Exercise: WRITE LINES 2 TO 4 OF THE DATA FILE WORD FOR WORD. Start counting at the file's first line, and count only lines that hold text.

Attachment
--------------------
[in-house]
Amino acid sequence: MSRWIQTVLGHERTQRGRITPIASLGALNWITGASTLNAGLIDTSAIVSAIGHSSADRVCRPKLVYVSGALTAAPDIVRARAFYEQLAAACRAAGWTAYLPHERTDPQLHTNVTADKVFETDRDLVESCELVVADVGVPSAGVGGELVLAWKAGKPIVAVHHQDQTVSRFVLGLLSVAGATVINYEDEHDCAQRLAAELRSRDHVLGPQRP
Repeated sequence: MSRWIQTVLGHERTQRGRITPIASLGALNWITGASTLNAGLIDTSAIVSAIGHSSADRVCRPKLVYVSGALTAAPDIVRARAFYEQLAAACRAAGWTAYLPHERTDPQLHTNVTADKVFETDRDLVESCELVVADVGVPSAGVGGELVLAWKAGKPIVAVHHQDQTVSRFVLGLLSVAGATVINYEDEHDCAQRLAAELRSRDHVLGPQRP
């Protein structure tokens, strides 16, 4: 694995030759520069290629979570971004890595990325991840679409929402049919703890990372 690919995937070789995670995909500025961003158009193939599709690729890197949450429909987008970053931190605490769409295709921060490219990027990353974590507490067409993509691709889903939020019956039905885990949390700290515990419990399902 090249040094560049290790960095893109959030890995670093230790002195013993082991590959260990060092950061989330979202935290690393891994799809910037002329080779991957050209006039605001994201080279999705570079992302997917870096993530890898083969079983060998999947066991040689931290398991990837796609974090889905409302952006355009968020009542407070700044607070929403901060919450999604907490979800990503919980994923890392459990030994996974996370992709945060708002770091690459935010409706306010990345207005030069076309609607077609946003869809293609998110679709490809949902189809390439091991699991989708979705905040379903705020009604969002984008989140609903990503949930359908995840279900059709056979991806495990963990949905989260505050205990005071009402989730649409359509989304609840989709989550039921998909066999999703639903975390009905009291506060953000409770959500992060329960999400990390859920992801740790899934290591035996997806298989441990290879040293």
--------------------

Amino acid sequence: MSRWIQTVLGHERTQRGRITPIASLGALNWITGASTLNAGLIDTSAIVSAIGHSSADRVCRPKLVYVSGALTAAPDIVRARAFYEQLAAACRAAGWTAYLPHERTDPQLHTNVTADKVFETDRDLVESCELVVADVGVPSAGVGGELVLAWKAGKPIVAVHHQDQTVSRFVLGLLSVAGATVINYEDEHDCAQRLAAELRSRDHVLGPQRP
Repeated sequence: MSRWIQTVLGHERTQRGRITPIASLGALNWITGASTLNAGLIDTSAIVSAIGHSSADRVCRPKLVYVSGALTAAPDIVRARAFYEQLAAACRAAGWTAYLPHERTDPQLHTNVTADKVFETDRDLVESCELVVADVGVPSAGVGGELVLAWKAGKPIVAVHHQDQTVSRFVLGLLSVAGATVINYEDEHDCAQRLAAELRSRDHVLGPQRP
């Protein structure tokens, strides 16, 4: 694995030759520069290629979570971004890595990325991840679409929402049919703890990372 690919995937070789995670995909500025961003158009193939599709690729890197949450429909987008970053931190605490769409295709921060490219990027990353974590507490067409993509691709889903939020019956039905885990949390700290515990419990399902 090249040094560049290790960095893109959030890995670093230790002195013993082991590959260990060092950061989330979202935290690393891994799809910037002329080779991957050209006039605001994201080279999705570079992302997917870096993530890898083969079983060998999947066991040689931290398991990837796609974090889905409302952006355009968020009542407070700044607070929403901060919450999604907490979800990503919980994923890392459990030994996974996370992709945060708002770091690459935010409706306010990345207005030069076309609607077609946003869809293609998110679709490809949902189809390439091991699991989708979705905040379903705020009604969002984008989140609903990503949930359908995840279900059709056979991806495990963990949905989260505050205990005071009402989730649409359509989304609840989709989550039921998909066999999703639903975390009905009291506060953000409770959500992060329960999400990390859920992801740790899934290591035996997806298989441990290879040293």